No Place for Aam Janta: Why You Need to Stop Believing Tech Reviews


No Place for Aam Janta: Why You Need to Stop Believing Tech Reviews

Illustration: Shruti Yatam

Iused to be a consumer tech reporter. And I have the frequent flyer miles to prove it. A routine part of my workweek involved flying halfway across the country to attend press conferences about some shiny new gadget, eating more than I needed for lunch, picking up a “review unit” of said shiny gadget, and returning home by the evening flight.

The flights were funded, the lunch was free, and so were the gadgets. All paid for by the company launching the device, in the hope that it might reflect positively on the report I’d write. Now consider the cost of filling a reasonably large room with journalists like me, and it becomes obvious that there’s something wrong with the way consumer technology is written about in India.

Almost every article about consumer tech – whether it is a reported piece about the launch of a new phone or a review of a laptop or a comparison of the best cameras available in the market – can be traced back to a prompt from a public relations agency.

To put it bluntly, consumer tech journalism in this country, for the most part, is a glorified messenger service. The content, often reduced to a constant barrage of launch announcements, is sourced largely from the companies making the products. How are you then equipped to analyse and critique a device?

Don’t believe what we write, and don’t buy what we tell you to. And no, you don’t need a smartphone you can unlock with a blink of an eye.

Moreover, the news cycle of a tech publication is heavily dependent on the PR machinery. And it knows no fury like a PR agenda scorned. But even though a few publications are immune to the dark arts of PRgiri – which means they get invited to the next launch despite a bad review – the field of view is restricted. Tech content firms are still writing about what is put in front of them by the hype machine. There are no undercover investigations, no “off-the-record conversations”.

The fallout of creating this near-perfect consumer tech bubble in a country that can’t afford to live beyond its means, is that the focus then remains inexplicably on high-end tech. As a result the industry-wide move toward higher-definition displays and faster processors in smartphones, is assumed to be a good thing.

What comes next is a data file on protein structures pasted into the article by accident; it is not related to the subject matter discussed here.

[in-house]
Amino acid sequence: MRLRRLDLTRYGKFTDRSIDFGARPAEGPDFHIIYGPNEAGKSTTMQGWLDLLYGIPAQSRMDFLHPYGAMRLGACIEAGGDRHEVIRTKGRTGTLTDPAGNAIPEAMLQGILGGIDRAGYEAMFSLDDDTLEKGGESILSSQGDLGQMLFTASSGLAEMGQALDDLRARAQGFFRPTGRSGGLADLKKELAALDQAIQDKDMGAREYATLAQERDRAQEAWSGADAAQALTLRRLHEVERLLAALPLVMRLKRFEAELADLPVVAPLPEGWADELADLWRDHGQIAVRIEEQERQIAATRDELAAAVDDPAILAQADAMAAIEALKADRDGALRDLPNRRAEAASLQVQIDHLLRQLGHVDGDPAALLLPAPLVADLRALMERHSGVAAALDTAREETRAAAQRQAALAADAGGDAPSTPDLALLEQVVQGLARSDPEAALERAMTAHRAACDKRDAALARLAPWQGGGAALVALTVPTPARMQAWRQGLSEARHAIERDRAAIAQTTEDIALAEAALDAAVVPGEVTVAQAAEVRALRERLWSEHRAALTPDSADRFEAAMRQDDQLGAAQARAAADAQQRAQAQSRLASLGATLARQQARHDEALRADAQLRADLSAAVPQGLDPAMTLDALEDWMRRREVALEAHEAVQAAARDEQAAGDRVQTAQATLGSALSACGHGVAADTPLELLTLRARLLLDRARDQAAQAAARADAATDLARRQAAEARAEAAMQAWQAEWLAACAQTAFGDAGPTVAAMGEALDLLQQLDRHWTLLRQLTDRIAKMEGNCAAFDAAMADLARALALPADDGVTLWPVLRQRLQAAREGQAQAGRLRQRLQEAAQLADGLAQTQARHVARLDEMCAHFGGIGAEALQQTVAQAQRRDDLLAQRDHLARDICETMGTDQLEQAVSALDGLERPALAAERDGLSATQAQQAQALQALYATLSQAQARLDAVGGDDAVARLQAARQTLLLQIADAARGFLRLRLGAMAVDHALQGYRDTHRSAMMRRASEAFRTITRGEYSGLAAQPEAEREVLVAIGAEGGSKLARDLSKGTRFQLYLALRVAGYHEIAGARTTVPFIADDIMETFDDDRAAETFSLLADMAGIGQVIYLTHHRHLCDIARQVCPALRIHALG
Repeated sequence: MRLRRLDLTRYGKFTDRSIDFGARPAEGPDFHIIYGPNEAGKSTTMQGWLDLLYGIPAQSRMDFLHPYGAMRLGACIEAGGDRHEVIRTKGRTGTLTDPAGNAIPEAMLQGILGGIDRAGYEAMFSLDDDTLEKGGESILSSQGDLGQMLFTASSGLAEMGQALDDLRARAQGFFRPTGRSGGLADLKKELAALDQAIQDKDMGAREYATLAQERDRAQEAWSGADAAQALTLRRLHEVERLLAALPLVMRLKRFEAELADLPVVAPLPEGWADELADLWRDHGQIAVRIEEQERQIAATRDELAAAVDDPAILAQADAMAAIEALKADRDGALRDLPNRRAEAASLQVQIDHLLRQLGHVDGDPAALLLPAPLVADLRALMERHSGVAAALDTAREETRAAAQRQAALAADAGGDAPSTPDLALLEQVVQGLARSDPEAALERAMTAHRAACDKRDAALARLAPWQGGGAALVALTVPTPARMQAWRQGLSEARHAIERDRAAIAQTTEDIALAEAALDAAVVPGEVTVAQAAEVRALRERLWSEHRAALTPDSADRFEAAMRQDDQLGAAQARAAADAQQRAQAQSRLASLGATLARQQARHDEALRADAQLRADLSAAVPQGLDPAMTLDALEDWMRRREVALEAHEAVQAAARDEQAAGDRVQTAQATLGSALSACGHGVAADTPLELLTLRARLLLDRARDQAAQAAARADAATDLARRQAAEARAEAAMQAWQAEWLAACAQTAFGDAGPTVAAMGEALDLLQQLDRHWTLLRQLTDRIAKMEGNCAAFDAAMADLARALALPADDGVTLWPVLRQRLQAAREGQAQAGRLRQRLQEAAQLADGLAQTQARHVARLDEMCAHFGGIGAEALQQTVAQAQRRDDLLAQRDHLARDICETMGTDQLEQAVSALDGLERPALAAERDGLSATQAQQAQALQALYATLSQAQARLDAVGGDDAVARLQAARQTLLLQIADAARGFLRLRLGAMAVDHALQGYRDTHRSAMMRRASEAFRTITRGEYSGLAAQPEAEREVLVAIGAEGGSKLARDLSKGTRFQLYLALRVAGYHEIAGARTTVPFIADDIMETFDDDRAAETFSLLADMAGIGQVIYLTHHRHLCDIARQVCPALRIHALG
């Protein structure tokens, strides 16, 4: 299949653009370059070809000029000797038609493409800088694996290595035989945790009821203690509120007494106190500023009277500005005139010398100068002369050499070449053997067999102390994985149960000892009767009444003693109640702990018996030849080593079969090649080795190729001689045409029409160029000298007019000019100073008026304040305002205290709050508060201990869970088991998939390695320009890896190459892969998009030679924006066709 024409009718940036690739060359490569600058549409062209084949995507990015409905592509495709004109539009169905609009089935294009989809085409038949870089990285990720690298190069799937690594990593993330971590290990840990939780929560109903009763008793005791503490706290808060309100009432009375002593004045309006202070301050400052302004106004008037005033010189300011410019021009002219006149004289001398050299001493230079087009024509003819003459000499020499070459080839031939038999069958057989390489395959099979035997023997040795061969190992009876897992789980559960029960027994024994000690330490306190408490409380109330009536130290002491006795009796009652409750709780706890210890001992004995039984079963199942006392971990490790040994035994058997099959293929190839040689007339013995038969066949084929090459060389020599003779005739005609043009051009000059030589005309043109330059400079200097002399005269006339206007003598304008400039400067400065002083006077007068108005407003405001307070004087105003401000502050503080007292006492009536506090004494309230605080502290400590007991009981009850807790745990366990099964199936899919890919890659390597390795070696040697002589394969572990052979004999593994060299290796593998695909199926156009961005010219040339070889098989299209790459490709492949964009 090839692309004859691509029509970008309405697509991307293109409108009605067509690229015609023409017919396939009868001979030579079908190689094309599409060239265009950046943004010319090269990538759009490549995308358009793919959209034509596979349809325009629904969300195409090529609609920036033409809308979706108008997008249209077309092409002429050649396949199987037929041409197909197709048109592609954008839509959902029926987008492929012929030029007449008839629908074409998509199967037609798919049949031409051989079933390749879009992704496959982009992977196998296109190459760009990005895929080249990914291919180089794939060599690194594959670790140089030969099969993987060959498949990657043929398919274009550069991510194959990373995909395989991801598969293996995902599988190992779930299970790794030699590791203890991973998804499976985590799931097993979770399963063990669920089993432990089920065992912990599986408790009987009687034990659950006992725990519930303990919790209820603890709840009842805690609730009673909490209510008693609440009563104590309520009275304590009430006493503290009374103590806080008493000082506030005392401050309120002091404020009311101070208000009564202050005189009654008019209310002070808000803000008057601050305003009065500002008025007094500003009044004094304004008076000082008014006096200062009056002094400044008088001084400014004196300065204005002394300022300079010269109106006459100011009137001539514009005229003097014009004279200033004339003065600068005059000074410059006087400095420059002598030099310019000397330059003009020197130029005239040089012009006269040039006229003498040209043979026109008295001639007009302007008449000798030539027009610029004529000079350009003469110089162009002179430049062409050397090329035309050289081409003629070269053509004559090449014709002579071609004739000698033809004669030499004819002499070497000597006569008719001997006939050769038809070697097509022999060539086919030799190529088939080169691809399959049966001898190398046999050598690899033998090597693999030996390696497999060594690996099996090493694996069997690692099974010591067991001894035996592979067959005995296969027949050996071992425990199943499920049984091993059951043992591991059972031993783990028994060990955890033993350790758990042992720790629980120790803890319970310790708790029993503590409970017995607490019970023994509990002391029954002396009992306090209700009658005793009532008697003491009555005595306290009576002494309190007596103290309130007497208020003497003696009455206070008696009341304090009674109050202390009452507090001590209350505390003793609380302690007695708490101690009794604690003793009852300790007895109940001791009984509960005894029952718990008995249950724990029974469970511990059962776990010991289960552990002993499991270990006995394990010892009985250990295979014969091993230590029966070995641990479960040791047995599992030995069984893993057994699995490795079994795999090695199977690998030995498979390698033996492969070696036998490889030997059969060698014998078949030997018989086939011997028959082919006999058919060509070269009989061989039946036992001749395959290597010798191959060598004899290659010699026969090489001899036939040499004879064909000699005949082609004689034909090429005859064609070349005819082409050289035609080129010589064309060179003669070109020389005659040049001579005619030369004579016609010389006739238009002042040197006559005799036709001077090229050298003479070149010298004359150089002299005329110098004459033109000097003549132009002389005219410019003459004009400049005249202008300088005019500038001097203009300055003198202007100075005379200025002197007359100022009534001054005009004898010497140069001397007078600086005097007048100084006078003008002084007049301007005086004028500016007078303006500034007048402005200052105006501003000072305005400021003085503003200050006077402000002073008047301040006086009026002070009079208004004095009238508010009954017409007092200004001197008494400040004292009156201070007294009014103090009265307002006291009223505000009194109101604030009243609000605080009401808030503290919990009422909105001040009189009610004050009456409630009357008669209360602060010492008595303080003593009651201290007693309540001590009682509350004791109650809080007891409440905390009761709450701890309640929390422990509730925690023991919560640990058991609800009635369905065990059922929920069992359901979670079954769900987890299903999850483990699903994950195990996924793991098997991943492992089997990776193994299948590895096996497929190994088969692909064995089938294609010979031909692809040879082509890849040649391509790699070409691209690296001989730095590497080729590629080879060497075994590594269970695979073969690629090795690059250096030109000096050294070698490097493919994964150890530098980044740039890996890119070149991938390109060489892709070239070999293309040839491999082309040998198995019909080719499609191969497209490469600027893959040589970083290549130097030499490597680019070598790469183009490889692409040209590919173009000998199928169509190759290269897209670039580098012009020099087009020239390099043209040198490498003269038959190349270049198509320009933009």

But nobody stops to ask the pertinent questions: Whether the average Indian consumer might be served better by longer battery life, which these advancements sacrifice. Or if smartwatches, commonly used to transmit notifications from your phone to a smaller display, are of any use here? Or why bother launching a 4K TV in a country where most of the content available isn’t even in HD yet?

The most egregious example of this phenomenon – the disconnect with consumer needs – is the incredible amount of time and energy publications spend every year preaching the quasi-religious sermons delivered at the Church of Steve Jobs. Despite Apple’s annual reiteration of the iPhone’s hallowed status, the truth is that the majority of smartphones available today are no different from each other. There have been no major technological breakthroughs since the industry standardised the rectangular bar with a full touchscreen and two cameras. So the latest and greatest iPhone, the XS, which costs about a lakh, isn’t fundamentally very different from the Xiaomi Redmi 5, which is a good 90,000 bucks cheaper.

To really understand the incredible sameness of today’s mobile devices, cast your mind back to a decade ago – to the Wild West era of the industry. Back then a phone could be a candybar, a slider, or a flipper; it could have a qwerty keyboard, a stylus. Every new phone then boasted of a different set of features. That era of experimentation is long gone. What we are left with is an age of incremental upgrades, with companies relying on their marketing strategies to drive sales, and having pliable publications is a key part of this strategy.

A vast majority of consumer tech today, is designed and built with the First World in mind. India is merely an afterthought, albeit a lucrative one. And the subjugation of Indian tech journalism to the PR lords means that instead of focusing on building products that would be useful to the aam aadmi, companies simply use publications as an extension of their advertising strategy, luring consumers to purchase stuff they don’t really need at prices they can’t really afford. We are bombarded with so much information about these devices from so many sources that our minds are eventually coerced into accepting that having a phone with a face recognition technology is the new normal. And before you know it, we’re trying to pull off the American accent so that Siri can understand us.

Nothing short of a total reconfiguration of the news cycles of technology publications will fix this systemic issue. That’s extremely unlikely because the rot in consumer tech journalism is not isolated. It is merely a symptom of the far-reaching malaise of mutual back-scratching that afflicts business journalism at large.

Where does that leave the unsuspecting aam janta? As a former tech reporter, my advice would be to be extremely suspicious of tech reporting. Don’t believe what we write, and don’t buy what we tell you to. And no, you don’t need a smartphone you can unlock with a blink of an eye.